BRATTLEBORO -- Lizzy Sheehan says education is about three things: Building relationship with the children, creating a safe environment for them to explore and earning a sense of trust and mutual respect.
Sheehan's mantra is the embodiment of Whitney Houston's lyrics, "... the children are our future. Teach them well and let them lead the way."
For the past three decades she's done just that. Beginning her 31st year in teaching, her fifth in Brattleboro at Early Education Services Canal Street Head Start program, Sheehan was named this year's Early Childhood Educator of the Year. She was recognized on Saturday at the River Valley Kids Fair, and said she was very honored and grateful to receive the award.
"The kids keep me coming back," she said. "They're counting on us to guide them through the complexities of this world. To give them a sense of strength and well-being. To help them figure out what they want to do and what they can do to contribute to this world. To figure out where they fit in society."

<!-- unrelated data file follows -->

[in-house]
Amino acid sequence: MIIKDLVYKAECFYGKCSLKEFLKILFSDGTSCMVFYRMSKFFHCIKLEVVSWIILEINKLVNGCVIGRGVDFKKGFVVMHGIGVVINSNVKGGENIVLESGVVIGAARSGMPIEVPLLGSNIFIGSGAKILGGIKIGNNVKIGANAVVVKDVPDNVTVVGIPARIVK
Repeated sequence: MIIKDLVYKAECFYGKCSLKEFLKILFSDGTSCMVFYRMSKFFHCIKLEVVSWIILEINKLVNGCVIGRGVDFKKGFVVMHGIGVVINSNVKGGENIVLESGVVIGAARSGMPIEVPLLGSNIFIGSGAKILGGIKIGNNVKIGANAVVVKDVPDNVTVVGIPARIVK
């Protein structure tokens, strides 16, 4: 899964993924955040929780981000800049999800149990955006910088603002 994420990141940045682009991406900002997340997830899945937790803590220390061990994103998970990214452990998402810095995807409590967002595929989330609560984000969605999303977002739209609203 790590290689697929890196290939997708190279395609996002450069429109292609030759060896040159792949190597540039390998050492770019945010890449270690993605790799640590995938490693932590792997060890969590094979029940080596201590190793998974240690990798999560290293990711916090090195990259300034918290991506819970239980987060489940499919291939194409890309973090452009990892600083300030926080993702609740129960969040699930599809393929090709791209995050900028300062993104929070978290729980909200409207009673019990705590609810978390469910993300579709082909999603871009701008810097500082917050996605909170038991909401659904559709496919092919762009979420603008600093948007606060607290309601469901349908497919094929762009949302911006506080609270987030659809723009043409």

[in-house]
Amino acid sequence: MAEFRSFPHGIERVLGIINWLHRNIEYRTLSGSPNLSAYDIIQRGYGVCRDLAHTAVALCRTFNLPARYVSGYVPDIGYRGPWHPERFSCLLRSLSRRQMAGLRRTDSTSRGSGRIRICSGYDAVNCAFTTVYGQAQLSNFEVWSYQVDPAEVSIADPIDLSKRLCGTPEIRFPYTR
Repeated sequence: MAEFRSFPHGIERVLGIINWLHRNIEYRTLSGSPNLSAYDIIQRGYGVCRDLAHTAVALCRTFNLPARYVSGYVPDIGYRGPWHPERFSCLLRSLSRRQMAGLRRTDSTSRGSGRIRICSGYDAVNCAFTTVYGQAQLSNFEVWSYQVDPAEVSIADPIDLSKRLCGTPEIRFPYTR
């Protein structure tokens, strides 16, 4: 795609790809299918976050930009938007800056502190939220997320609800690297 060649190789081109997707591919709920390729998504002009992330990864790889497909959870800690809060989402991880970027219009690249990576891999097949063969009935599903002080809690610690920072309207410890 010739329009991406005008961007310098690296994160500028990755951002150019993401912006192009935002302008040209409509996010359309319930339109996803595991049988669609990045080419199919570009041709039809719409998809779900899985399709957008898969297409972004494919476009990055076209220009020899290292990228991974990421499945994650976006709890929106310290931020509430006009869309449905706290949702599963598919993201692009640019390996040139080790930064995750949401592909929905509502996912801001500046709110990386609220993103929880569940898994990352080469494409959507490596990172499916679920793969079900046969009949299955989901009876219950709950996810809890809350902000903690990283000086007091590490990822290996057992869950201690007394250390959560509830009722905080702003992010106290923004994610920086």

Instead of focusing on just the technical skills of teaching, Sheehan said kids need to feel safe to be themselves, something only accomplished by creating a relationship with them.
She said as long as she can remember she's enjoyed being around children and after her own trials and tribulations in schools, Sheehan became aware and sensitive to the struggles many children were having in the classroom.
"One of her favorite things about working with the children in her care is helping them develop an ‘I can do this' attitude," said Sarah DiNicola, communications and events coordinator for the Windham Child Care Association.
Her peers described her as "the teacher I hope to someday be," said Elly Majonen of Health Care and Rehabilitation Services. "She is honest and open. She cares about the families she comes in contact with and inspires children to be respectful and independent thinkers."
When it came time to decide who should get the award for Early Childhood Educator of the year, Windham Child Care Association Executive Director Elizabeth Raposa said the competition was tough with 10 other nominees.
"All of these individuals are doing incredibly important work in our community. The decision wasn't easy because they are all deserving of recognition," she said.
What set Sheehan apart, Raposa said, was her ability to point out what each child needed and to help them achieve it.
Other nominees included; April Barcomb, Sue Clarke, Robin Davis, Susan Heimer, Kim Jacques, Lisa McDougal, Molly Oglesby, Jen Rice, Judy Rosner and Rosie Smith.
Josh Stilts can be reached at firstname.lastname@example.org, or 802-254-2311 ext. 273.